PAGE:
Hailing the end of Colonel Gaddafi's rule, the Secretary General of Nato, Anders Fogh Rasmussen, praised the success of the military operation that was conducted under allied command.
He is entitled to a sense of satisfaction, as are the armed forces concerned. This was a complex mission; tens of thousands of sorties were flown; very few mistakes were made. The UN mandate, the protection of civilians, was by and large fulfilled.
The success of this operation is one thing, however, the state of the alliance is another, and it would be quite wrong to conclude that it is in excellent health. The truth is that Libya can be defined as a Nato mission only by skating over some highly inconvenient facts. Two key members of the alliance, Germany and Poland, declined to take part. The United States, whose outgoing Defence Secretary used his valedictory speech to upbraid European members for not pulling their weight, was described as "leading from the back". And while Washington's low profile may have had more to do with domestic war fatigue and the advancing election season than with any doubt about the objectives, it hardly suggested great esprit de corps.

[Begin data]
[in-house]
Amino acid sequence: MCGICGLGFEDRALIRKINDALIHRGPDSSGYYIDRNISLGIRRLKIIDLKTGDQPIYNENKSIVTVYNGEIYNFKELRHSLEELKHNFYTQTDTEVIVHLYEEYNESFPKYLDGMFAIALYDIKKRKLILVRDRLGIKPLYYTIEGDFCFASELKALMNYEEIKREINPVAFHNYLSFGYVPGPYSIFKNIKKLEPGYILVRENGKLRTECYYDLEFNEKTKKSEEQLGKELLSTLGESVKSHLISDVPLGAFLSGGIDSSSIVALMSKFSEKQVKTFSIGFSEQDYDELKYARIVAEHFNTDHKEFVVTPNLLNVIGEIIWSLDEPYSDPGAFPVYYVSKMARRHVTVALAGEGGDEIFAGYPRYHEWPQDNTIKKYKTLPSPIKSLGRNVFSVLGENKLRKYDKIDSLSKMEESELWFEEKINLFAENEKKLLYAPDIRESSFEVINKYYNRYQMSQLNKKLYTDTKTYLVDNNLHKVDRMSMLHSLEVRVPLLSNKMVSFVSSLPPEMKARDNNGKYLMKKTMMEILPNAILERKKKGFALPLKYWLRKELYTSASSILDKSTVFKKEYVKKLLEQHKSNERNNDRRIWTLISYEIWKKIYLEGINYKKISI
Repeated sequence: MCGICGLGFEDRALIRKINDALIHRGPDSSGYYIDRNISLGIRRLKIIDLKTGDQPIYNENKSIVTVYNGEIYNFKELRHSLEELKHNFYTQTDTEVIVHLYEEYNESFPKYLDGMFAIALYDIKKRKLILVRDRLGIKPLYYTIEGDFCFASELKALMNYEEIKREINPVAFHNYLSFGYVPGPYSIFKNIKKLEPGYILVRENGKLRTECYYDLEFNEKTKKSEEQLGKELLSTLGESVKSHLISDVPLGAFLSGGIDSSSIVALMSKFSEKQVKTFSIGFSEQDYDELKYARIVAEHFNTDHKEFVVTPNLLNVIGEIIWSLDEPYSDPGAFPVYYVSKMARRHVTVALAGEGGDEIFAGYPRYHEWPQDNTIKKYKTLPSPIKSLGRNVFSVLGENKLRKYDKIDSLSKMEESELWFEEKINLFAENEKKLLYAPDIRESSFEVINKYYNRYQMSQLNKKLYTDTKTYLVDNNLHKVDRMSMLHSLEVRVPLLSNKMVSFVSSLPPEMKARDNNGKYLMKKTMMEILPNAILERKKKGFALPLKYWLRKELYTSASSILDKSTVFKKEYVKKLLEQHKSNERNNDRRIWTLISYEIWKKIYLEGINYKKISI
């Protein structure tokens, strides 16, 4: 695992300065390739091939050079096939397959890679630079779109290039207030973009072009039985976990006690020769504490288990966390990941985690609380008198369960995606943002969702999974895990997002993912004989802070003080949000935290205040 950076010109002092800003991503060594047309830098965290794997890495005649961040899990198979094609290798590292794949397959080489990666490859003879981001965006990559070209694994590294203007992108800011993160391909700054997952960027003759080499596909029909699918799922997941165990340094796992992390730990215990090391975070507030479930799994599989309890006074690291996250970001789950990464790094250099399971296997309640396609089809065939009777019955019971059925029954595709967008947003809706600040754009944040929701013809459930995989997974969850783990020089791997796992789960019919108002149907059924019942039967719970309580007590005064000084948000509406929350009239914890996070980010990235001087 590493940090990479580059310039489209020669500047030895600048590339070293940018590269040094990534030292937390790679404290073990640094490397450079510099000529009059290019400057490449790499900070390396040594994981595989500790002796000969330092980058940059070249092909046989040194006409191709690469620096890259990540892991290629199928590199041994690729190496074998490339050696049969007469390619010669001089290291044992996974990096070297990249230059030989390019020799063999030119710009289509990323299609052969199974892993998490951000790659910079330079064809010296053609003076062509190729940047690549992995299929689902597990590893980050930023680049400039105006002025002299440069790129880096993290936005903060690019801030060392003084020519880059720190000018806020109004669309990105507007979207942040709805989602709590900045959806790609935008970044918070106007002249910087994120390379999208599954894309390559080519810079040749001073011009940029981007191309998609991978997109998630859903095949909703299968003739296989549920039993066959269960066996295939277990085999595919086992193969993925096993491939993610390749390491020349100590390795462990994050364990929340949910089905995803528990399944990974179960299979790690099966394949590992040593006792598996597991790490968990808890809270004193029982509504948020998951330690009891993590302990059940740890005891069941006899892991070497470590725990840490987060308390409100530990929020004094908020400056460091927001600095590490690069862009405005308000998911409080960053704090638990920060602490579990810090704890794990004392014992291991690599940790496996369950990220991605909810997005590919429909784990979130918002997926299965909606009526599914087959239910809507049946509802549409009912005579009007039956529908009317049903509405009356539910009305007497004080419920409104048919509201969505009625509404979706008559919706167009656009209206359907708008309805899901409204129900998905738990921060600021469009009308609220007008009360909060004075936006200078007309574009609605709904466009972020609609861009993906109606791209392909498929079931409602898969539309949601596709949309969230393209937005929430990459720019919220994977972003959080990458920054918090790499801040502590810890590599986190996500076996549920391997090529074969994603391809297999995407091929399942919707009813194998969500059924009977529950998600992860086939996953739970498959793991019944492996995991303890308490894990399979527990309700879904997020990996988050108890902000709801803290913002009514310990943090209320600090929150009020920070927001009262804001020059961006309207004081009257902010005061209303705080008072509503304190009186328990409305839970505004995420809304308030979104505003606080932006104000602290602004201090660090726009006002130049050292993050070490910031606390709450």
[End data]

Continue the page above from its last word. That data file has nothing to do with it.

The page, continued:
The considerable technical and logistical support that the US did supply appeared to be given grudgingly and at a price. That it was needed at all, though, highlighted the gulf in spending and capability between the US and its European allies. What is more, crucial diplomatic cover was provided by the support, sometimes shaky, of the Arab League, with several Gulf states contributing planes. This could be described, positively, as an enhanced "coalition of the willing", but was it a genuine alliance enterprise at all?
If Nato members cannot agree to such a mission, all for one and one for all; if they have to hide the extent of their involvement from their public (the US), or rely disproportionately on Washington (Britain and France), then it is disingenuous to conclude that all is well. The Libya campaign, far from demonstrating Nato's abiding strength, rather exposed its manifold, and growing, weaknesses.